Faculty of Liberal Arts and Professional Studies AP/CLTR 3100 6.0: Culture, Meaning, and Form
Summer 2016 When: Tuesdays and Thursdays, 7:00-10:00pm
Where:Vari Hall 2009
Course Director: Hilary E. Davis, PhD
office hours: Tuesday and Thursday, 1:00-2:00pm & by appointment before class
office: 446 South Ross ***This course will use MOODLE and Turnitin***
Course Description: This course will explore the ways in which culture – both popular and 'high art' culture - shapes our understanding of the world and ourselves. We will explore a variety of types of cultural production including the artworld, the mass media, and the grassroots works of fans and subcultures. Various theoretical frameworks including Marxism, structuralism, Modernism, postmodernism, and psychoanalytic theory will inform our study.
We will consider questions such as the following:
Who decides which cultural works and forms are 'popular' and how does 'popularity' effect their value?
Are high art culture and popular culture forms of resistance or domination? Does popular culture and/or high art culture liberate the individual from social norms or maintain the status quo?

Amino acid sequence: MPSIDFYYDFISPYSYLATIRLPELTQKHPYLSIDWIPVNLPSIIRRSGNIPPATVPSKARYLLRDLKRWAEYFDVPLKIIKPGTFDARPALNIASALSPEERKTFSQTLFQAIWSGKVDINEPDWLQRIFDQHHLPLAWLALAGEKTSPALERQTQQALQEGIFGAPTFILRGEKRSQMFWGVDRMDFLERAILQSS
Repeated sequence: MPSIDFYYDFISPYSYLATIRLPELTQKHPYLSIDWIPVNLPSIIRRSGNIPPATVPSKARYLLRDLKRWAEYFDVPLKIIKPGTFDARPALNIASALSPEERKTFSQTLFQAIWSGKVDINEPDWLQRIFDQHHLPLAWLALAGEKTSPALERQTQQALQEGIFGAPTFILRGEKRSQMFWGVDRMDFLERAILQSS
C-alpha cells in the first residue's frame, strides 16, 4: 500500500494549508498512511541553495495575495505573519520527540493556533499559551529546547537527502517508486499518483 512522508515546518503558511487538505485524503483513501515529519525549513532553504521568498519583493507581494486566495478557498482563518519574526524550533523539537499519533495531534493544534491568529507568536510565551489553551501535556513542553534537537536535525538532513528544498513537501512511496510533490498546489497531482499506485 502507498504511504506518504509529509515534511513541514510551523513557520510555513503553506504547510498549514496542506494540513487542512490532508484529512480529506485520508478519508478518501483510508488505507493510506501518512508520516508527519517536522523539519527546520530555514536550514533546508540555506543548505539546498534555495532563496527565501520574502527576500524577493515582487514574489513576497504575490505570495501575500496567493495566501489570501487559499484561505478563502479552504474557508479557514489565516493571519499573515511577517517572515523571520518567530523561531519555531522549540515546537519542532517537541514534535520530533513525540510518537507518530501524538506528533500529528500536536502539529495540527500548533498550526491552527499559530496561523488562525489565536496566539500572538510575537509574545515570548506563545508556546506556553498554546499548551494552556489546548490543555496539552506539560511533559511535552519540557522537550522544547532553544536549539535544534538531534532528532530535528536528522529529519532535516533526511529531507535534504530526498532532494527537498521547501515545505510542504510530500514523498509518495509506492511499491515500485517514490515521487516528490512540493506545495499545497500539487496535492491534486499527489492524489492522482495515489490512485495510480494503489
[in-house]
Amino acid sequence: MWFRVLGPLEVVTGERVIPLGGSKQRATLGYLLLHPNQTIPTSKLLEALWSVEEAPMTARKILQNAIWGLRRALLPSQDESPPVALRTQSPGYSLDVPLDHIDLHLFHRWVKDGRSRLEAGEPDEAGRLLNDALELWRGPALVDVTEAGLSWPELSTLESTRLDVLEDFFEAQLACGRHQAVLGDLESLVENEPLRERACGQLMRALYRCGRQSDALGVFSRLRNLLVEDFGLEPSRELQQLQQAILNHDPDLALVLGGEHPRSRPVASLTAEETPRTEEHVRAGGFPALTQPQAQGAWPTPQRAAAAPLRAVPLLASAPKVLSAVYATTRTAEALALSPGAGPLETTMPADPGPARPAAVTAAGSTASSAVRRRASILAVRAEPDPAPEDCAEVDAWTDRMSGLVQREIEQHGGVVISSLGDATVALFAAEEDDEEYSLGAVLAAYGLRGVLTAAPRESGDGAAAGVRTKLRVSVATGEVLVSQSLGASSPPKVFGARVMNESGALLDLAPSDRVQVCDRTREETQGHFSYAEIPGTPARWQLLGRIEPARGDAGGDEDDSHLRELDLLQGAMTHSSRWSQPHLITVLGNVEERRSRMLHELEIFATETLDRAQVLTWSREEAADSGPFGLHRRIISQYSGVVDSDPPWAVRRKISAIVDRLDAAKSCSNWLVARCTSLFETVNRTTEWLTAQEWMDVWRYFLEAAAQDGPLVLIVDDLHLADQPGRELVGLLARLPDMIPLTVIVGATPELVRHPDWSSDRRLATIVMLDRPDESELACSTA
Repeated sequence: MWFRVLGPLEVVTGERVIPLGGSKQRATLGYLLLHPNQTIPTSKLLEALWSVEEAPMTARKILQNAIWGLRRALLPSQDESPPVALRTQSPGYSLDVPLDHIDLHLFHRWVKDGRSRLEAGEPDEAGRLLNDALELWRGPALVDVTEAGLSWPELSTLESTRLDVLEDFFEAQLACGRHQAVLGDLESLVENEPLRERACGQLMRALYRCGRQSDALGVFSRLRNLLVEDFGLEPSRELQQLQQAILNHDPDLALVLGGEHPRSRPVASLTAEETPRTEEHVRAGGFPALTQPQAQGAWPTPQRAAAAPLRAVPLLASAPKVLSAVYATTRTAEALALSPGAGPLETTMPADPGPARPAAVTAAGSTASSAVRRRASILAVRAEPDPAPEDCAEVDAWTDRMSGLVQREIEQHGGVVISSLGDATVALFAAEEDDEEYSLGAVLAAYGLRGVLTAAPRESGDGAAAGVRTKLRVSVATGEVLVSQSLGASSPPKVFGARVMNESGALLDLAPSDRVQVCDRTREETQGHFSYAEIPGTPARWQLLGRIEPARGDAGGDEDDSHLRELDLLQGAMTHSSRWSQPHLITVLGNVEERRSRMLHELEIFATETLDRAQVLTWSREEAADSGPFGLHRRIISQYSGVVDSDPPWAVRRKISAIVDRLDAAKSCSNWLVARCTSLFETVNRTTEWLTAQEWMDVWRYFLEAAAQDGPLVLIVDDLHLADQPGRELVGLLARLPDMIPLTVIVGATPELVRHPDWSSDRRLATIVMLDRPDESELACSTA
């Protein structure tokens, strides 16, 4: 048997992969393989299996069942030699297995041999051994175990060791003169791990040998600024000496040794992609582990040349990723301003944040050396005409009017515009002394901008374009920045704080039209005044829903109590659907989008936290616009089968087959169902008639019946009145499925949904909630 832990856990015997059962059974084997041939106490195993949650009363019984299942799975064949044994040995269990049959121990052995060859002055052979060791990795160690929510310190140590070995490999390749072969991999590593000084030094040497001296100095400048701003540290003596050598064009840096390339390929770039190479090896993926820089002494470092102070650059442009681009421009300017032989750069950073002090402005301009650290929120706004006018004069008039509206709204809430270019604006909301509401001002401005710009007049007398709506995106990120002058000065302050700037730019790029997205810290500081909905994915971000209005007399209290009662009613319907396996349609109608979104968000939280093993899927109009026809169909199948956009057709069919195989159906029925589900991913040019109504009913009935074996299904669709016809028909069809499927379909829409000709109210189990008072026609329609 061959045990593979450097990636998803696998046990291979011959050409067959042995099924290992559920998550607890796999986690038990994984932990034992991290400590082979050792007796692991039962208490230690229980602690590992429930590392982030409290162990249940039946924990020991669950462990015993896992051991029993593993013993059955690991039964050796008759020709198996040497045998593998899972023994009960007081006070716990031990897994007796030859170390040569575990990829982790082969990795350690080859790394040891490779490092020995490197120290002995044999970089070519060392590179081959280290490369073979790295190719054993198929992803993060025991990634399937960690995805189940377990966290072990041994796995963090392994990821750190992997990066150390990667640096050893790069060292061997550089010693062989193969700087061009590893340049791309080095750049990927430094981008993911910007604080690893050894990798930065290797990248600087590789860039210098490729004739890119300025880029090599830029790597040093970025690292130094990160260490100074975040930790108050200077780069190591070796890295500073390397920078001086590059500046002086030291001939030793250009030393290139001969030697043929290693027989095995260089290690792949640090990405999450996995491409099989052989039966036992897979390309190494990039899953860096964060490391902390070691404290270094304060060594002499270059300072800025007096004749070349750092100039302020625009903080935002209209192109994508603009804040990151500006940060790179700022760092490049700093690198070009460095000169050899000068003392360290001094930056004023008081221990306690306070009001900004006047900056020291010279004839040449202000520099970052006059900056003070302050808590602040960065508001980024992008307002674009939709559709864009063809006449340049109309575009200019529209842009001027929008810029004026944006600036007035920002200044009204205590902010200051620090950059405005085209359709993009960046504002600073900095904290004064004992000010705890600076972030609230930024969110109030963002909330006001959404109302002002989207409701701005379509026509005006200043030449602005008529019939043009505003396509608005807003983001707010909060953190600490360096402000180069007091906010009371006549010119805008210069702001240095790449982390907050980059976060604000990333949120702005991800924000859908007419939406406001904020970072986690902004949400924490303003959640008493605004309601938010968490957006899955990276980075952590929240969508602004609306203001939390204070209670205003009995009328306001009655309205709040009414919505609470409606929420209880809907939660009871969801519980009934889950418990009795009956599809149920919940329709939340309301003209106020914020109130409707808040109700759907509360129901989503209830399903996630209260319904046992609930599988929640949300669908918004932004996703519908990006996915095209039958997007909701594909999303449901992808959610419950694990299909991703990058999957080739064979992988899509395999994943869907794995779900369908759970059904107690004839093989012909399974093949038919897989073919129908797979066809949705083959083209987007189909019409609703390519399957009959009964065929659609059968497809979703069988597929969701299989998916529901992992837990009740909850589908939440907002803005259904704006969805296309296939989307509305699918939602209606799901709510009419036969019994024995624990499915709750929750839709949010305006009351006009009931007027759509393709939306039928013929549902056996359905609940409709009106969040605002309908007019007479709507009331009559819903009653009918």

Whose interests do cultural forms such as avant-garde art, punk rock, blockbuster films, street art, and performance art serve? Do these various cultural forms express the interest of the individual consumer, artist or the interests of corporations and institutions? Whose values are expressed, subverted, and/or reproduced?
What expectations do we bring to our experiences of high art and popular culture? Why are some cultural pursuits labelled 'guilty pleasures' and others worthy and/or 'elitist'?
In 2014 does it make sense to distinguish between high art culture and popular culture? In what ways do these categories overlap? Why does a hierarchy of cultural forms persist?
In order to foster dialogue and an atmosphere of mutual exploration and debate, this class will be organized as a mix of lecture, in-class discussions, round-table presentations, and small group discussions.